They are short, chubby animals with animated expressions (sometimes) and kind temperaments (sometimes).  They come in four colors: black, gray (agouti), brown, and caramel.  In a later post, I will rant about the recent lawsuit about colors, but I just don’t have the energy at this moment.  They usually don’t have horns because most owners burn the horns off (“disbud”) for the safety of the other goats around them and the handlers.  At least, that’s how I think of it.  I’m sure there are other “appearance” reasons.  They weigh about 50-80 pounds and fit in XL size dog crates, as a reference.  Female = doe; male = buck; neutered male = wether.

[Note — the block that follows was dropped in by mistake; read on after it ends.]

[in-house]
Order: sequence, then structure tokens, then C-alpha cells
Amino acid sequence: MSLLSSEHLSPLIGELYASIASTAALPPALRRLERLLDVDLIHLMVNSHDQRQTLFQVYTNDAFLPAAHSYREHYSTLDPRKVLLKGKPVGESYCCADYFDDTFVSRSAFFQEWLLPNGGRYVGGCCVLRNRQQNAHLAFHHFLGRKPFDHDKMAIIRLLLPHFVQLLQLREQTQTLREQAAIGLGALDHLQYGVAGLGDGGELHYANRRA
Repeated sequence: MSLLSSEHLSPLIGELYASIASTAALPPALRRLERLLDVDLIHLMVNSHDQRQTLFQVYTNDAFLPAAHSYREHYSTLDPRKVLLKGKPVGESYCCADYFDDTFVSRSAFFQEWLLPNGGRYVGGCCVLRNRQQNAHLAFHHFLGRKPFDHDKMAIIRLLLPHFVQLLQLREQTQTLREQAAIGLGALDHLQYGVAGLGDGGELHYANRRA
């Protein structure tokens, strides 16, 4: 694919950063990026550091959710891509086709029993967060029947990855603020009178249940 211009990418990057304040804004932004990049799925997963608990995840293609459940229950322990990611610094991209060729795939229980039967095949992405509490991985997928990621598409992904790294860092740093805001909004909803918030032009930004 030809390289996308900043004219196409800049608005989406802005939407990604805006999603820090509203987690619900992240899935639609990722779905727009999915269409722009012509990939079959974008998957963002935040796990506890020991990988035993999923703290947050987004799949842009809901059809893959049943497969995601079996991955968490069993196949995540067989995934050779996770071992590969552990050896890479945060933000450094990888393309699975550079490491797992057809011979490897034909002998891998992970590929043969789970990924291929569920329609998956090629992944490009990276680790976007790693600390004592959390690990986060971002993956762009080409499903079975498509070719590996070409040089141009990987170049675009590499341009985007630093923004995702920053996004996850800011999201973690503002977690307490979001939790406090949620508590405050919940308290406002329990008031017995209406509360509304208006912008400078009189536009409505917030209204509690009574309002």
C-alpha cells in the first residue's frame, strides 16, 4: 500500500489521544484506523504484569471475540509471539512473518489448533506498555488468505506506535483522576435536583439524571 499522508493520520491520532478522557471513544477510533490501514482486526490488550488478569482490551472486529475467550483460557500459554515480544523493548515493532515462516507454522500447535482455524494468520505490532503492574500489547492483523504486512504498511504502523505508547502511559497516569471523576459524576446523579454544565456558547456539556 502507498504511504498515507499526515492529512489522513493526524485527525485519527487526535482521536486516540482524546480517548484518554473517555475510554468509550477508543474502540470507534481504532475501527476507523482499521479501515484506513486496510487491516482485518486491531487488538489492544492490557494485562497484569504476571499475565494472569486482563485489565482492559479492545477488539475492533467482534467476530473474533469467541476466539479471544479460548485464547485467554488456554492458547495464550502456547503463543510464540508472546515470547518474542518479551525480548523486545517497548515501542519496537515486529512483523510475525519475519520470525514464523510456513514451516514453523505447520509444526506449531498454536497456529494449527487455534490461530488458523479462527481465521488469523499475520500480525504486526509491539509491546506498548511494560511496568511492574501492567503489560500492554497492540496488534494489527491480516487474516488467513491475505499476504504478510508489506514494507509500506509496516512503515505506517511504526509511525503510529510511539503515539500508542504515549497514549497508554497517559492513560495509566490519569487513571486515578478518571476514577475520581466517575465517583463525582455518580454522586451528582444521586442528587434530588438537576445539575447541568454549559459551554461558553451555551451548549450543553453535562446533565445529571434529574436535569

(Top: Maury, Left: Babies at a show, Right: Pupa in a Wagon)

I think you get the idea.  Short, fat, cute, friendly.  Just like a teacup poodle.

The National Pygmy Goat Association (NPGA) ( is our umbrella organization, and there are dozens (24 to be exact) regional clubs around the USA alone.  I’m not even counting the 4-H projects.  Their Facebook page has 1,427 members as of today.  Yes, a thousand people participate in this hobby.  I often remark to my children that you never know what people do in their spare time.  They might have the damn-dest hobby – like us.  (Rated G, please.)